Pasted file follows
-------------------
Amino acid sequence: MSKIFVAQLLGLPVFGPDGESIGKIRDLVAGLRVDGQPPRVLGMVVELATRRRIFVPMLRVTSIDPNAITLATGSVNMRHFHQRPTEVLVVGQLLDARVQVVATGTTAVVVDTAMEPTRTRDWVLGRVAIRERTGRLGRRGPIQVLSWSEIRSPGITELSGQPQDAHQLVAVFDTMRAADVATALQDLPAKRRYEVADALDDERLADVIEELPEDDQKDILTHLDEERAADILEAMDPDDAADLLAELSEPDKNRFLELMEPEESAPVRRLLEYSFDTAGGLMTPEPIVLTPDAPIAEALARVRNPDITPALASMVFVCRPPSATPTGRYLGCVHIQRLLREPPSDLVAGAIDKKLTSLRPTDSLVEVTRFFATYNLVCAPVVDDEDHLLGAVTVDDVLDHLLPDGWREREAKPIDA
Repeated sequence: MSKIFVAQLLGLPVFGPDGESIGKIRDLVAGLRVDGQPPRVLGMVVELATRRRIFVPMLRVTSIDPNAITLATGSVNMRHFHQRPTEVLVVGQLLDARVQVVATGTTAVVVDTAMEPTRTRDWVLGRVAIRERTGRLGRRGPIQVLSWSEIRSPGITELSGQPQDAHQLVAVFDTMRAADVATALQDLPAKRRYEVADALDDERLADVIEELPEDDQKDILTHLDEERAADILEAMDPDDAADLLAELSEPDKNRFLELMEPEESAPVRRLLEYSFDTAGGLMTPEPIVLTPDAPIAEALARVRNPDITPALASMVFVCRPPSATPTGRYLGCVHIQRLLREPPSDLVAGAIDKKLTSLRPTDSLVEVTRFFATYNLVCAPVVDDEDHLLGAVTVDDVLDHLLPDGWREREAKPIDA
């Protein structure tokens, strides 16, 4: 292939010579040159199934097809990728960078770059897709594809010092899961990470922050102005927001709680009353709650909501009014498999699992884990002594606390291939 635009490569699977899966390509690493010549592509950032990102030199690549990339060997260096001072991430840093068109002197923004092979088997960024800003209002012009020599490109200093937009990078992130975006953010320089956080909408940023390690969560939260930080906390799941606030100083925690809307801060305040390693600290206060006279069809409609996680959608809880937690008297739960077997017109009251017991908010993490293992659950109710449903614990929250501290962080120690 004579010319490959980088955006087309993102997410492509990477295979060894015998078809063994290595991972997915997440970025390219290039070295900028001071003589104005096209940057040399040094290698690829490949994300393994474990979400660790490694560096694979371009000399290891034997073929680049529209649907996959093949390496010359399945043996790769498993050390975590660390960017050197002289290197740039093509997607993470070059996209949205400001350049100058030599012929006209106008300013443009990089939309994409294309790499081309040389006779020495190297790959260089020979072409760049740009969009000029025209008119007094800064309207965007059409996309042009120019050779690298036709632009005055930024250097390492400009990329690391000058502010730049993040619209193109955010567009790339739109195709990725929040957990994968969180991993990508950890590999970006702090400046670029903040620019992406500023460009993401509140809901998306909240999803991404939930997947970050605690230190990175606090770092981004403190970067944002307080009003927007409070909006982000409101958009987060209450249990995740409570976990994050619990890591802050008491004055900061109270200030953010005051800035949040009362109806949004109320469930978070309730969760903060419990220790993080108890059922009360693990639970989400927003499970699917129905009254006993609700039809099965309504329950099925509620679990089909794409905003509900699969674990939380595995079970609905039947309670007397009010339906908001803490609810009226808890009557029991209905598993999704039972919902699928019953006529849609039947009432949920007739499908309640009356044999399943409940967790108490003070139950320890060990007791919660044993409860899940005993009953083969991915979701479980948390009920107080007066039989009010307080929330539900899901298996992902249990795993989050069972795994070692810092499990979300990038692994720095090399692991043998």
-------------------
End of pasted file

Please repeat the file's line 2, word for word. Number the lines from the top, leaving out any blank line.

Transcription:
Repeated sequence: MSKIFVAQLLGLPVFGPDGESIGKIRDLVAGLRVDGQPPRVLGMVVELATRRRIFVPMLRVTSIDPNAITLATGSVNMRHFHQRPTEVLVVGQLLDARVQVVATGTTAVVVDTAMEPTRTRDWVLGRVAIRERTGRLGRRGPIQVLSWSEIRSPGITELSGQPQDAHQLVAVFDTMRAADVATALQDLPAKRRYEVADALDDERLADVIEELPEDDQKDILTHLDEERAADILEAMDPDDAADLLAELSEPDKNRFLELMEPEESAPVRRLLEYSFDTAGGLMTPEPIVLTPDAPIAEALARVRNPDITPALASMVFVCRPPSATPTGRYLGCVHIQRLLREPPSDLVAGAIDKKLTSLRPTDSLVEVTRFFATYNLVCAPVVDDEDHLLGAVTVDDVLDHLLPDGWREREAKPIDA